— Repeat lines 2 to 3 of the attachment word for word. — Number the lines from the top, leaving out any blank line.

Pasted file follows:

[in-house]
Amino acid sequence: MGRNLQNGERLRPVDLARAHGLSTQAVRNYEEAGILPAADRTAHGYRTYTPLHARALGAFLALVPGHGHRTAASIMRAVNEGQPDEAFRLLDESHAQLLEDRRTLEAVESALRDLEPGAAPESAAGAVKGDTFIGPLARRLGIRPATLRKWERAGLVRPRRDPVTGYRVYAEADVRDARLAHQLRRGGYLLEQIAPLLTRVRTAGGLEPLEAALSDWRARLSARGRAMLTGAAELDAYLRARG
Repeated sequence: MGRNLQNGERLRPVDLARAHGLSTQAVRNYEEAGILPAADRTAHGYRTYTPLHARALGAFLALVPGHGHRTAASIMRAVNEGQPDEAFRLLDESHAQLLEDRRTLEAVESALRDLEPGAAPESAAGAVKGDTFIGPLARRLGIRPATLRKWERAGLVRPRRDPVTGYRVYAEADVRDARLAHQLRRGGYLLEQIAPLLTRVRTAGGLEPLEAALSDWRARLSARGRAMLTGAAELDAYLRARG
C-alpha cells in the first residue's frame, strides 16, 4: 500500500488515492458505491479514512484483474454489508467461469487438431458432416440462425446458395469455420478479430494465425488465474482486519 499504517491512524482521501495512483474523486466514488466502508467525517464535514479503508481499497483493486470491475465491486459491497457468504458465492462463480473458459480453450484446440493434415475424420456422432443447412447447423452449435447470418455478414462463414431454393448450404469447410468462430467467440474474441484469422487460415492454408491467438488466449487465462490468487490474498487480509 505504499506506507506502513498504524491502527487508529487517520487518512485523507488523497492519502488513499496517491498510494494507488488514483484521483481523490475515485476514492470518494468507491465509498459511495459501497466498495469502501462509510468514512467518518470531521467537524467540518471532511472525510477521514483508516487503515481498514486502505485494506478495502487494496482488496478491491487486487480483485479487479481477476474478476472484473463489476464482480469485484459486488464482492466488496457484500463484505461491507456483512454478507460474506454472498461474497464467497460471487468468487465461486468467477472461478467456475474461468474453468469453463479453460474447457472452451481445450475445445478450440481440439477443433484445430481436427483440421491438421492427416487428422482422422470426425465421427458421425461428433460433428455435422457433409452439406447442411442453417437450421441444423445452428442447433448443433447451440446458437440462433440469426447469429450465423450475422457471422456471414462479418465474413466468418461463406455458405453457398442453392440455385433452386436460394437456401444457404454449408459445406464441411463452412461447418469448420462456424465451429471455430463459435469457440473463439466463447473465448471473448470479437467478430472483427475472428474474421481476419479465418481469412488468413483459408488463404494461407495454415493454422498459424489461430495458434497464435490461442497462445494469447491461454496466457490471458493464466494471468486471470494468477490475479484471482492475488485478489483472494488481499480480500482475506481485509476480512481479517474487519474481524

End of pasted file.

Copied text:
Amino acid sequence: MGRNLQNGERLRPVDLARAHGLSTQAVRNYEEAGILPAADRTAHGYRTYTPLHARALGAFLALVPGHGHRTAASIMRAVNEGQPDEAFRLLDESHAQLLEDRRTLEAVESALRDLEPGAAPESAAGAVKGDTFIGPLARRLGIRPATLRKWERAGLVRPRRDPVTGYRVYAEADVRDARLAHQLRRGGYLLEQIAPLLTRVRTAGGLEPLEAALSDWRARLSARGRAMLTGAAELDAYLRARG
Repeated sequence: MGRNLQNGERLRPVDLARAHGLSTQAVRNYEEAGILPAADRTAHGYRTYTPLHARALGAFLALVPGHGHRTAASIMRAVNEGQPDEAFRLLDESHAQLLEDRRTLEAVESALRDLEPGAAPESAAGAVKGDTFIGPLARRLGIRPATLRKWERAGLVRPRRDPVTGYRVYAEADVRDARLAHQLRRGGYLLEQIAPLLTRVRTAGGLEPLEAALSDWRARLSARGRAMLTGAAELDAYLRARG